This is perhaps one of those midrashim that strive to unnecessarily explain the inexplicable…
It is, perhaps, worth noting — in my endless struggle towards internal consistency — that I’m still on board with what I wrote about striving to be less authoritative in my own classroom (as a means of pushing my students to be more active and independent learners).
The term “Expert Plan” that I was throwing around last weekend (and that, in fact, has become a whole category unto itself on this blog) is not of my devising. And is, in fact, my department head’s effort to do exactly as I aimed to do in being less authoritative: distribute leadership, push the folks doing the learning to take control of their learning, and generally promote active, independent learning… among faculty in preparation for going 1:1.
I am working on an “Expert Plan” for using laptops in education wearing my classroom teacher hat, not my educational technologist hat (although, perhaps, documenting with the educational technologist hat in the vicinity).
Seth Battis November 26th, 2009
This post is part of a series that are components of my “Expert Plan” at my school, looking to create a shared resource for my colleagues as the school moves towards greater adoption of laptops and technology in our pedagogy.
Particularly in my [media design] class, which is fundamentally more process-driven, but also in my more application-driven computer animation class, I want to push my students to think critically about their own work and the work of their peers, and to reflect on that feedback (and, potentially, my feedback) in a constructive, forward-looking, “lessons learned” manner. To this end, as we reach the end of a project or unit, and we critique work presented, I ask students to respond the criticism that their work has received (while simultaneously providing similar criticism to their peers). I have them post their responses to our class blog, and then ask them to review each other’s responses, posting comments on ideas or insights that are particularly interesting or challenging to them.
In the interest of “pre-thinking” big questions before students arrive in class, I may also present them with a big question and a list of resources as a starting point for beginning to think about that question. I ask them to post their response to the question to the blog as a way of ensuring some level of thought and reflection prior to class, and ensuring that our class discussion can go further and deeper, rather than getting bogged down in background material.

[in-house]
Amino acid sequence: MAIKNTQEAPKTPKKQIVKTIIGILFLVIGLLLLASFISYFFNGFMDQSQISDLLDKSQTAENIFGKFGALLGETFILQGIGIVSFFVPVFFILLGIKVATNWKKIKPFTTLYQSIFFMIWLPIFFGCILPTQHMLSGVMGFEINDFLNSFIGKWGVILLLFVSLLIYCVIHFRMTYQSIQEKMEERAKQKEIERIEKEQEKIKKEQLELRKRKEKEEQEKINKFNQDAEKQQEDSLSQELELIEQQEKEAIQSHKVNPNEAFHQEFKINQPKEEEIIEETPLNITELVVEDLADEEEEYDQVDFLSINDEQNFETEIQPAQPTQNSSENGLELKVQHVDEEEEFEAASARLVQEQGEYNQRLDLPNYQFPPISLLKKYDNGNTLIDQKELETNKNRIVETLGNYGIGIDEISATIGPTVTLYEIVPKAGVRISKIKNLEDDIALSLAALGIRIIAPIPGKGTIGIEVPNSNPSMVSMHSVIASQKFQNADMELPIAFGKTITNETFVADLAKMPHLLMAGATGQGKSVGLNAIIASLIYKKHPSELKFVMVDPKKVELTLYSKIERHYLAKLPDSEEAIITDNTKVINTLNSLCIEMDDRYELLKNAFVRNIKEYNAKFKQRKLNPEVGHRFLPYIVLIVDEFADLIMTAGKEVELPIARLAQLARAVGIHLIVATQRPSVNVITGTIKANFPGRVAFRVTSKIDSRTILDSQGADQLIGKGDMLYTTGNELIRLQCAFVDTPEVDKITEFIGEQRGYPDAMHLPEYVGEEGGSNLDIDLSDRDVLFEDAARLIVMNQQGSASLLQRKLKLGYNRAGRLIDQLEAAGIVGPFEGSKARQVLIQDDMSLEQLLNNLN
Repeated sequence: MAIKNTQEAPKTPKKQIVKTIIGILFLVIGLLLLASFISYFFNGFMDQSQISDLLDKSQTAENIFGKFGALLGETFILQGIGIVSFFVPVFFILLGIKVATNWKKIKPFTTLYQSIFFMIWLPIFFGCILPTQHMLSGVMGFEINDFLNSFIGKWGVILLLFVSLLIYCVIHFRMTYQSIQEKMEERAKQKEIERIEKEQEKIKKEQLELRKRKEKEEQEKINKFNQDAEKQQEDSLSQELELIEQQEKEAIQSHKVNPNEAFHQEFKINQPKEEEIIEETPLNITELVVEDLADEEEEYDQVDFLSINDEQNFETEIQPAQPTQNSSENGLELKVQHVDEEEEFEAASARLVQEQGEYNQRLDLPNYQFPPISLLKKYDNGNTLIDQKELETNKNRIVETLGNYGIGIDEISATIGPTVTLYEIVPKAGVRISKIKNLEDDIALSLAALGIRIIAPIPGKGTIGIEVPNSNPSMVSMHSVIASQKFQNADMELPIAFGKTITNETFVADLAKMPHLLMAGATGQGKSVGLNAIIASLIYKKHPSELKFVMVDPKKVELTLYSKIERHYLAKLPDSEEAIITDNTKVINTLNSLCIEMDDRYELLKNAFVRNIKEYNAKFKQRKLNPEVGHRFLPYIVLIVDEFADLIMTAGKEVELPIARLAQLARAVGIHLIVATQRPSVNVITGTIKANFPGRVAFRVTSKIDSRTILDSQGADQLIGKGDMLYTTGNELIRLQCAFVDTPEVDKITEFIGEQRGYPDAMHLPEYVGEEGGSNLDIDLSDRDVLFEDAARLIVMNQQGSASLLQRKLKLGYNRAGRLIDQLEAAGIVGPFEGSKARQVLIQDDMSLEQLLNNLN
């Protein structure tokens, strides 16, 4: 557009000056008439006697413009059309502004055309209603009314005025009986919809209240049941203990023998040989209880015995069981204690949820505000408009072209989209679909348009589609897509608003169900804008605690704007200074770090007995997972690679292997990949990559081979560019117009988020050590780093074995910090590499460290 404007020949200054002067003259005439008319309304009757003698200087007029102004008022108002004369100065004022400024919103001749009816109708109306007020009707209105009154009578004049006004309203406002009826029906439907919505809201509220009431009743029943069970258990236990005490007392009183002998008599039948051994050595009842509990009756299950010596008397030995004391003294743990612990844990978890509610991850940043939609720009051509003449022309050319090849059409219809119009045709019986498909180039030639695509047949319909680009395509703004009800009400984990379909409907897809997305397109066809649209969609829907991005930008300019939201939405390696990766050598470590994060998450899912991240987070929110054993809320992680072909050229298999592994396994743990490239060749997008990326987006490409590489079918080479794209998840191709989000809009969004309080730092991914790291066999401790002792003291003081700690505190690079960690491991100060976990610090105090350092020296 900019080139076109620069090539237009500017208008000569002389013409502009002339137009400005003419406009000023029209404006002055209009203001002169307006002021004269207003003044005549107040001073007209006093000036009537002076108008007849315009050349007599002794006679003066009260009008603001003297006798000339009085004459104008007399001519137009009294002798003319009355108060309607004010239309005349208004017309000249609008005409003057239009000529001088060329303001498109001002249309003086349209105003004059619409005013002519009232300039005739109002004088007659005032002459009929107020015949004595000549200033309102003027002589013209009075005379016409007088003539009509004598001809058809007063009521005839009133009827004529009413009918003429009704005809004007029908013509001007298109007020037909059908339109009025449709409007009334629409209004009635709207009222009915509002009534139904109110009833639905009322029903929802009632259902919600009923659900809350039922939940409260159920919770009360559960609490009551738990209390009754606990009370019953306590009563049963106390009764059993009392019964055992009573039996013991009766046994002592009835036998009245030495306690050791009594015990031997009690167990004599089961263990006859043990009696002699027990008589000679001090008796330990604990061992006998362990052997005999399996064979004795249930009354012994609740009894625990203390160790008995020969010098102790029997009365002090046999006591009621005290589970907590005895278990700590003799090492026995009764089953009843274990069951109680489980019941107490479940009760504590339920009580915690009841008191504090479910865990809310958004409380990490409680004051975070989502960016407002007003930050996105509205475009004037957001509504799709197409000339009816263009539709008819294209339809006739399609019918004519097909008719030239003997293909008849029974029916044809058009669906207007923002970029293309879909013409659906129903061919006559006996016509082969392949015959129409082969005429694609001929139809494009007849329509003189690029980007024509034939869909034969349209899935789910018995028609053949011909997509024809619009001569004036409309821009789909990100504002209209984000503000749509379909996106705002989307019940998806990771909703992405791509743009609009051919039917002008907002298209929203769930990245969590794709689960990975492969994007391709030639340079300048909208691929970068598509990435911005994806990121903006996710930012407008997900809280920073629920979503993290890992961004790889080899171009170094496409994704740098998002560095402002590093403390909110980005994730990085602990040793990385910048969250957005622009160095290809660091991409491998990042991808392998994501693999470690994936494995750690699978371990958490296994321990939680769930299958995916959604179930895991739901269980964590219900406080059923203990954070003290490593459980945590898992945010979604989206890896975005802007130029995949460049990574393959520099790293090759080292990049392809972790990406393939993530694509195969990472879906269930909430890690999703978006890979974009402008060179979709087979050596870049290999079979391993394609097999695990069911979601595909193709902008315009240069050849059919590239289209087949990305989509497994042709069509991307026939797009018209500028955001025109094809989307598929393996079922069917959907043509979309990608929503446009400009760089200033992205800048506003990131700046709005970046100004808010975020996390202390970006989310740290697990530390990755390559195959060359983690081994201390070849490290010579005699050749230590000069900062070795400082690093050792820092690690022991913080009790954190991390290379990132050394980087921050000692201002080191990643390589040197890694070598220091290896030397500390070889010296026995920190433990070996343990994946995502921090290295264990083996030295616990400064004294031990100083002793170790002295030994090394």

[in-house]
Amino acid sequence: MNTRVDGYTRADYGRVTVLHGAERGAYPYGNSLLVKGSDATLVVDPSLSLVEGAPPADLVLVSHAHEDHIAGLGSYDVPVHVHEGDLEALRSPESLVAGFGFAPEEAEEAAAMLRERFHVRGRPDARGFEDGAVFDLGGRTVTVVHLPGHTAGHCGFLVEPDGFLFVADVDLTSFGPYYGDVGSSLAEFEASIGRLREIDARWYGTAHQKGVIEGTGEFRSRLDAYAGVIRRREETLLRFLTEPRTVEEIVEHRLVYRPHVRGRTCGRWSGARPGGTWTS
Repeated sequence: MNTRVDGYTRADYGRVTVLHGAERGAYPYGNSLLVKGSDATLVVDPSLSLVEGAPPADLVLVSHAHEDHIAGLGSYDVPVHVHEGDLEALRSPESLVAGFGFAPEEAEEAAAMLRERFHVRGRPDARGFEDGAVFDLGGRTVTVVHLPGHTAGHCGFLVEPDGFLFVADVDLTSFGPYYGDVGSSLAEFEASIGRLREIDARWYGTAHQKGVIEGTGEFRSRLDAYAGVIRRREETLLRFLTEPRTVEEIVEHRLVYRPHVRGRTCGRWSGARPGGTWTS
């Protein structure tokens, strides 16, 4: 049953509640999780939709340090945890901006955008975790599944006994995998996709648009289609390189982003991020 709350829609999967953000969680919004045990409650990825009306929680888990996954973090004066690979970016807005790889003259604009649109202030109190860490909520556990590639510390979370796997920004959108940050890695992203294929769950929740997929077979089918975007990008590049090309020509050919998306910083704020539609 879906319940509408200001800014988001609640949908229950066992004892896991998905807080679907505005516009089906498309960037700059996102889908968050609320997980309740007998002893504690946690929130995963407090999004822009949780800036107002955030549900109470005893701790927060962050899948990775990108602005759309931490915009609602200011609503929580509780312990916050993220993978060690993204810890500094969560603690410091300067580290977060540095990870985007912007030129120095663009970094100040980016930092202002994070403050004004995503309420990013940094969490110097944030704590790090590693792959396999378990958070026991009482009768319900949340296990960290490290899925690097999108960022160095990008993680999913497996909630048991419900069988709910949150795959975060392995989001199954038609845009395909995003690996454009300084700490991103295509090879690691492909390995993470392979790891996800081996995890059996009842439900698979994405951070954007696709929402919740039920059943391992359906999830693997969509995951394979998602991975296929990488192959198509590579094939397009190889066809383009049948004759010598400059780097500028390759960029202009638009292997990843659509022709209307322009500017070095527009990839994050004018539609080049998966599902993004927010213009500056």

This is definitely something that works better the more you do it. And initial forays will be deeply disappointing. The best advice I’ve ever received about asking students to be reflective (especially in public) is that you have to have one or two “throw away” assignments where the focus is on getting the process under their belt, without regard to the quality of the outcomes.
By the middle of November, I have really asked my students in [media design] class to critique and reflect on our class blog only a couple of times, at the ends of units. This is, perhaps, not frequent enough for them to develop real facility. I have interspersed the feedback reflections with the big questions, so that they stay in the habit of posting to the blog every couple of weeks.
I have found, however, that the process of pre-thinking (first espoused to me by my colleague Anna Reid at [my previous school]), is very effective. Particularly when done regularly (I have also used online reading quizzes in a similar way, asking open-ended questions based on the reading to focus their thought while providing mandatory accountability.) I found, for example, that when we sat down to discuss issues of copyright and Fair Use in class, the students who had posted had already developed much more nuanced and thoughtful perspectives on the issues, and that we had a much deeper and more informed class discussion than we had had on the introduction of the assignment before the weekend. (In fact, when presented with optional reading assignments, most of the students read them as well.)
The process of developing an online conversation, in which students are actively commenting on and discussing each other’s ideas and work also requires more development. I have assigned a couple of rounds of online commenting, asking students to post n responses to each other’s work, but have not had in depth discussions of those comments. I have modeled this commenting, particularly early on, although the process of commenting on every student’s work quickly begins to (at least) feel prohibitive in terms of time.
This is actually an area that I want to really hammer away at over the rest of the year. I think that the payoff — not potential, but actual payoff — is huge, in terms of helping students both learn to think critically about their own and other people’s work, and to develop their own perspectives based in evidence rather than hearsay. The big challenge for me, is to really embed this in the routine of my class. (I have mentioned this elsewhere, but the adjustment from 4-5 class meetings per week to just 2-3, is really messing with my rhythm… and I didn’t have terribly reliable rhythm before this.)
Seth Battis November 22nd, 2009